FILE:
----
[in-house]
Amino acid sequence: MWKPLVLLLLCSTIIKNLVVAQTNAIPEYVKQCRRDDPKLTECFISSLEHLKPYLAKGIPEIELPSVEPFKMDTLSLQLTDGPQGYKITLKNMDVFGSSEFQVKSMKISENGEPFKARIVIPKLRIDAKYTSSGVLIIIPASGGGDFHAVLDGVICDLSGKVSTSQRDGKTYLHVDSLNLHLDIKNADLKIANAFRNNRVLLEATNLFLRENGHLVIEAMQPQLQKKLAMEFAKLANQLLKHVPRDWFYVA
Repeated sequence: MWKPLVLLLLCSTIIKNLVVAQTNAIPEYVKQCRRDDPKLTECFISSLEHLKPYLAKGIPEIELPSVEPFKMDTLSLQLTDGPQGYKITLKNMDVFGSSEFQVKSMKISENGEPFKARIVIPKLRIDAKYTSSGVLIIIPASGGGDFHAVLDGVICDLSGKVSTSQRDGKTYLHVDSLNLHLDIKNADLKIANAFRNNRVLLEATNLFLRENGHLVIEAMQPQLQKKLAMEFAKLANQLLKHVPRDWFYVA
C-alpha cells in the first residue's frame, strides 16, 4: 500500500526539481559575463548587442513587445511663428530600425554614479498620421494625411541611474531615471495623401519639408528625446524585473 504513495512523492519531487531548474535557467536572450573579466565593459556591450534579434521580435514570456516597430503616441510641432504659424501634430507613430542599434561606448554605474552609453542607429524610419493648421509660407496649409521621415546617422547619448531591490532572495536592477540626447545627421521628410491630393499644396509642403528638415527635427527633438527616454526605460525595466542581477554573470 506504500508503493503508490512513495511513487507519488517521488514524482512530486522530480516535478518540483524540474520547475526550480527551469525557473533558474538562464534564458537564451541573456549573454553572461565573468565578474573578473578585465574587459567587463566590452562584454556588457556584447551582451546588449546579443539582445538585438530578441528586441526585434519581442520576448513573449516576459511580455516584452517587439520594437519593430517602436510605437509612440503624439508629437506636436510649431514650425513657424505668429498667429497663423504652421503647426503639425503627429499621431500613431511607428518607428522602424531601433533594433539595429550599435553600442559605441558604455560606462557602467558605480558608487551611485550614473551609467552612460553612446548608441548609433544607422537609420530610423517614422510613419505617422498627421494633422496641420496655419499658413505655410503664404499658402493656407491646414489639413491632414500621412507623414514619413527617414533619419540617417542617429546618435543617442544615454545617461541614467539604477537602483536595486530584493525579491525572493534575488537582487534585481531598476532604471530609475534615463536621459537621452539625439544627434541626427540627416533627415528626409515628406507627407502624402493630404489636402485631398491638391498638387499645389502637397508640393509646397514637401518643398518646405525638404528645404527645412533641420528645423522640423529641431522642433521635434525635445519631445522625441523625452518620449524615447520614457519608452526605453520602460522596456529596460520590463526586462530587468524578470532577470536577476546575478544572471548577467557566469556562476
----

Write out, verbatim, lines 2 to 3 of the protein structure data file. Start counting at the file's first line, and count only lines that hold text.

Amino acid sequence: MWKPLVLLLLCSTIIKNLVVAQTNAIPEYVKQCRRDDPKLTECFISSLEHLKPYLAKGIPEIELPSVEPFKMDTLSLQLTDGPQGYKITLKNMDVFGSSEFQVKSMKISENGEPFKARIVIPKLRIDAKYTSSGVLIIIPASGGGDFHAVLDGVICDLSGKVSTSQRDGKTYLHVDSLNLHLDIKNADLKIANAFRNNRVLLEATNLFLRENGHLVIEAMQPQLQKKLAMEFAKLANQLLKHVPRDWFYVA
Repeated sequence: MWKPLVLLLLCSTIIKNLVVAQTNAIPEYVKQCRRDDPKLTECFISSLEHLKPYLAKGIPEIELPSVEPFKMDTLSLQLTDGPQGYKITLKNMDVFGSSEFQVKSMKISENGEPFKARIVIPKLRIDAKYTSSGVLIIIPASGGGDFHAVLDGVICDLSGKVSTSQRDGKTYLHVDSLNLHLDIKNADLKIANAFRNNRVLLEATNLFLRENGHLVIEAMQPQLQKKLAMEFAKLANQLLKHVPRDWFYVA